Friday, 29 June 2007 - 10:10 AM
New York Room (Capital Hilton Hotel)

Carbon microtubes from chicken feathers

Melissa E. N. Miller, University of Delaware, Newark, DE and Richard P. Wool, University of Delaware, Newark, DE.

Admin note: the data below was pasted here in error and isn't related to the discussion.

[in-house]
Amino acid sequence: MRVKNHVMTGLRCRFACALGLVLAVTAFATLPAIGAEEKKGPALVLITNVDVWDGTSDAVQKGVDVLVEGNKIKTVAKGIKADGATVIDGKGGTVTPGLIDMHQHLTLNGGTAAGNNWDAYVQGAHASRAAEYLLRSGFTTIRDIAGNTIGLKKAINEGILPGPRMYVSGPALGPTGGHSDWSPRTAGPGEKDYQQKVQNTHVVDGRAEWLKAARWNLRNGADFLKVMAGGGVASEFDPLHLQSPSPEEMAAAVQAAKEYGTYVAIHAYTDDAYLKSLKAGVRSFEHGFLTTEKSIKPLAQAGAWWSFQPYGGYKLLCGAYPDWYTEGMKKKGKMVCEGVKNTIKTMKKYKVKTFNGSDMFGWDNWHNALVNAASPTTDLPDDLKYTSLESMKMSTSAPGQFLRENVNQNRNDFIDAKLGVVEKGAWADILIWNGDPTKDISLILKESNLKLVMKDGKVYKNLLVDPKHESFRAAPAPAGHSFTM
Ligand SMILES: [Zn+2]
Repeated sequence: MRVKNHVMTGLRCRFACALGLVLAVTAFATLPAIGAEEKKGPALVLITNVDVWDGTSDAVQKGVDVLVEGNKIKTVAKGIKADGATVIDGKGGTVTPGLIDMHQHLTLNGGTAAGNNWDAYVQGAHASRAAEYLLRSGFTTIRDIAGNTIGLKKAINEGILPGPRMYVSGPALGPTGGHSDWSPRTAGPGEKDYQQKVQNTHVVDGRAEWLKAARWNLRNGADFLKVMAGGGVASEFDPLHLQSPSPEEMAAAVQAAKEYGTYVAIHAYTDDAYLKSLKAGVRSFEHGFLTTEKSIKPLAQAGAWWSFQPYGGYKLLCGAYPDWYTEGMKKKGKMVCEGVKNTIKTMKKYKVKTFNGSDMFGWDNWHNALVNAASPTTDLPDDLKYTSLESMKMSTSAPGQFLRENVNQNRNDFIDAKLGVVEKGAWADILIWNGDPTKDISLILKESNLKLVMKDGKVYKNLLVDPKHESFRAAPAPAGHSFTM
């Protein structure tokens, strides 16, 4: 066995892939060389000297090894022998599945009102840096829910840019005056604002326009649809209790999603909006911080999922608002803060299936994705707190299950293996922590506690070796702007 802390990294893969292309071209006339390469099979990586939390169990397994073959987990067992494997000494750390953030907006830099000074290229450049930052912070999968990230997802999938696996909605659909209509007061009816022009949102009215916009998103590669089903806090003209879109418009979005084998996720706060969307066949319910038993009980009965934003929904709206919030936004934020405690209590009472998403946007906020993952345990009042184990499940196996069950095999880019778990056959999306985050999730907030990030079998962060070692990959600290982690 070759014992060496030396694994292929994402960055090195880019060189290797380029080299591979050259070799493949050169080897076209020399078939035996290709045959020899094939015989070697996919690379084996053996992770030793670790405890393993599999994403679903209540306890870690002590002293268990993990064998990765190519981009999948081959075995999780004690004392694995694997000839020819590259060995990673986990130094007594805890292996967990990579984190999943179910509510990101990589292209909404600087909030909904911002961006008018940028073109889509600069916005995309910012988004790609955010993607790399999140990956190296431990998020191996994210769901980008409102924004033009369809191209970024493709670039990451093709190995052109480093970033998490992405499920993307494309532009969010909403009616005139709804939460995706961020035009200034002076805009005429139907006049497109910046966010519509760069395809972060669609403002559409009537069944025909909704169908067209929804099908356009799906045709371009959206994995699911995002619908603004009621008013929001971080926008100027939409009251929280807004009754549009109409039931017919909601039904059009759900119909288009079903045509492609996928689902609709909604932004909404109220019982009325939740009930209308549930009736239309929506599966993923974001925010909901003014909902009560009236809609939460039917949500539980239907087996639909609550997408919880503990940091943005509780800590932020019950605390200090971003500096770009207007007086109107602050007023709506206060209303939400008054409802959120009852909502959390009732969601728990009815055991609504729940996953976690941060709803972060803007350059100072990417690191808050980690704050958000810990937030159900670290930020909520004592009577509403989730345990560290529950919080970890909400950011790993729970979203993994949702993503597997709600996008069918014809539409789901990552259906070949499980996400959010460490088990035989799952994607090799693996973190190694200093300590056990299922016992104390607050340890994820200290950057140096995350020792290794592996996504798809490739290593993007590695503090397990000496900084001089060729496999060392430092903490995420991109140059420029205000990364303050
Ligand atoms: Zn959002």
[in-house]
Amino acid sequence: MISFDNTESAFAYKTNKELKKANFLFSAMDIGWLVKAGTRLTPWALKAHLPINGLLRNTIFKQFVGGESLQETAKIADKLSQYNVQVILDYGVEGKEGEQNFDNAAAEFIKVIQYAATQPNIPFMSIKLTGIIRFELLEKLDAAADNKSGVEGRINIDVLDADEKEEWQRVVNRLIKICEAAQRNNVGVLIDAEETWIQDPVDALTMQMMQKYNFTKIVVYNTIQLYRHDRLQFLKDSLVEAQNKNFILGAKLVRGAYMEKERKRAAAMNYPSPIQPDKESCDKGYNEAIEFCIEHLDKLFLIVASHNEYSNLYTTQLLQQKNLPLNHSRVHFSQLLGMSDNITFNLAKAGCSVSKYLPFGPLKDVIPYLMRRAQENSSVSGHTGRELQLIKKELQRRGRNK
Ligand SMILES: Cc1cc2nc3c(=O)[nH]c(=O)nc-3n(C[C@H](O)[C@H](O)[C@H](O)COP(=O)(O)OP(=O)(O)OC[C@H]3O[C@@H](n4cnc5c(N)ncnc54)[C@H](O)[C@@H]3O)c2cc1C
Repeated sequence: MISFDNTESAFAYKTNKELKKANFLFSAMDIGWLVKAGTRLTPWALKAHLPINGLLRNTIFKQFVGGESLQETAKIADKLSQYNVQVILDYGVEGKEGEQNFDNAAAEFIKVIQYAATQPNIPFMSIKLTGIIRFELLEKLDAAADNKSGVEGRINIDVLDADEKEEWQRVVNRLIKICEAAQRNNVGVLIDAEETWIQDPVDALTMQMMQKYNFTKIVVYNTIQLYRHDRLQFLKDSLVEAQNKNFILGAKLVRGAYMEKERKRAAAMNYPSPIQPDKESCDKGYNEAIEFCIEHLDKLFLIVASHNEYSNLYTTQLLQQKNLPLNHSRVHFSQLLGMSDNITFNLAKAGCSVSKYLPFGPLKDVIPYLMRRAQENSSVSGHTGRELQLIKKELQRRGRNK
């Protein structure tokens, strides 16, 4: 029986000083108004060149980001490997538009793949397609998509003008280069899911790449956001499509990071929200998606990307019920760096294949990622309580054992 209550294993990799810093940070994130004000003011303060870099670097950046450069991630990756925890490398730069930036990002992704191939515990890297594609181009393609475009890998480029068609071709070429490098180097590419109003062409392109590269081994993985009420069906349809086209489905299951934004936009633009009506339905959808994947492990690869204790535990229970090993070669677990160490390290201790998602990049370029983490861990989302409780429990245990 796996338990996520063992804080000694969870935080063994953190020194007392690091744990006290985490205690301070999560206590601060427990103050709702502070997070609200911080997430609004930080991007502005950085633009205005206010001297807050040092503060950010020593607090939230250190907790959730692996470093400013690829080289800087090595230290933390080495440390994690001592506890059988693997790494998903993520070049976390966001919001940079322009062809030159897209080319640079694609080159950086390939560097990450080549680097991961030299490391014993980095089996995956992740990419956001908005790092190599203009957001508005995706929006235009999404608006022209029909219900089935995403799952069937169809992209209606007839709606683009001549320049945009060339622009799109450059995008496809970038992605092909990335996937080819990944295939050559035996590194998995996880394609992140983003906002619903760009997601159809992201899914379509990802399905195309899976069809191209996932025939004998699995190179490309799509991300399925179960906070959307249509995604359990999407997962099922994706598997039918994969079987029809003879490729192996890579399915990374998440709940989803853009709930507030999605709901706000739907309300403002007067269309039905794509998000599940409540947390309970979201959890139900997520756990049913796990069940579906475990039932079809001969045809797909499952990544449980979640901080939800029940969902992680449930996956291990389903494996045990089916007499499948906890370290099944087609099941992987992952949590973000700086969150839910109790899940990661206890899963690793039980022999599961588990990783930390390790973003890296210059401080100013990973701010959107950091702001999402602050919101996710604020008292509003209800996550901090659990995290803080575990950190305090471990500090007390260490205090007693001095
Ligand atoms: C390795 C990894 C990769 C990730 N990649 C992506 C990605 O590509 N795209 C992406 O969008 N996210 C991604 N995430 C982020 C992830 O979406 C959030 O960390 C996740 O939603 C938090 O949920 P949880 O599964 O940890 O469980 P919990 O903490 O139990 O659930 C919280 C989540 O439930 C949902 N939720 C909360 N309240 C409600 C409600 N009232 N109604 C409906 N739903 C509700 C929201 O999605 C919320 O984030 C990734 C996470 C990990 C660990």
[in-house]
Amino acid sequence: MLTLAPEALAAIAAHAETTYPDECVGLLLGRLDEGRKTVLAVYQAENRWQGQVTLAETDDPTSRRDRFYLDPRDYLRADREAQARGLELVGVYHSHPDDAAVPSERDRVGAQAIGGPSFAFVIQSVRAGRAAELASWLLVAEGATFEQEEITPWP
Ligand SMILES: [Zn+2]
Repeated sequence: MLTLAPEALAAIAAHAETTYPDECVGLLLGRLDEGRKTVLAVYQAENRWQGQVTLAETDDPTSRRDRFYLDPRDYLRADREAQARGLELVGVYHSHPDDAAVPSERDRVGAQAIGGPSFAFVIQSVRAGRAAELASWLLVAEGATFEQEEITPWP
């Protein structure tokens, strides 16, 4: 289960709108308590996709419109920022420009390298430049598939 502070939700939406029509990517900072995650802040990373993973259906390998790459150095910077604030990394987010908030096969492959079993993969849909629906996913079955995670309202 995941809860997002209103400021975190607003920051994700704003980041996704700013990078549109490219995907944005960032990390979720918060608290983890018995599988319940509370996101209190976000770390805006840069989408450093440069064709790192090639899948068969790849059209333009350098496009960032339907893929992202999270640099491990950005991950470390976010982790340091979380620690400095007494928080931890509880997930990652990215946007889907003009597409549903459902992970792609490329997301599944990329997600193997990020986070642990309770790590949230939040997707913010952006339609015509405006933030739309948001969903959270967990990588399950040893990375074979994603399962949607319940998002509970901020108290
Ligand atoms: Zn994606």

In the United States alone, 5 billion pounds of poultry feathers are generated annually and must be properly disposed. This creates land-fill disposal and potential health problems. This research uses this waste as a valuable feedstock for new, high-performance, bio-based materials. Containing 47.83% carbon, chicken feathers are hollow and strong in nature due to the 91% keratin content. This study takes the use of chicken feathers one step further, by carbonizing them to create strong, inexpensive, hollow fibers. Current research shows that with the carbonization method of heating the chicken feathers at 225 C for 26 hours, followed by 2 hours at 450 C in a nitrogen environment, results in carbonized fibers which maintain their hollow structure. These fibers are added to a soybean oil-based resin to make biocomposites. We are seeing a 236% increase in the composite storage modulus at 35 C, from 0.639 GPa with 0% fiber to 2.145 GPa with 3.45 wt% fiber. The extracted fiber modulus is on the order of 142 GPa, comparable to low/medium modulus carbon fiber. Density gradient experiments show a density in the range of 1.3251.43 g/cm3. The aspect ratio is ~102. Wide-angle X-ray scattering shows an interplanar spacing (d002) of 4.4 in the raw chicken feathers, and a structural change showing 3.36 for carbonized chicken feathers, similar to 3.43 found in commercial carbon fiber. The potential applications range from use in the aerospace industry to airbags, catalysts, ligament repairs, batteries, hydrogen storage, and fuel cells. This project was supported by the National Research Initiative of the USDA Cooperative State Research, Education and Extension Service, grant number 2005-35504-16137.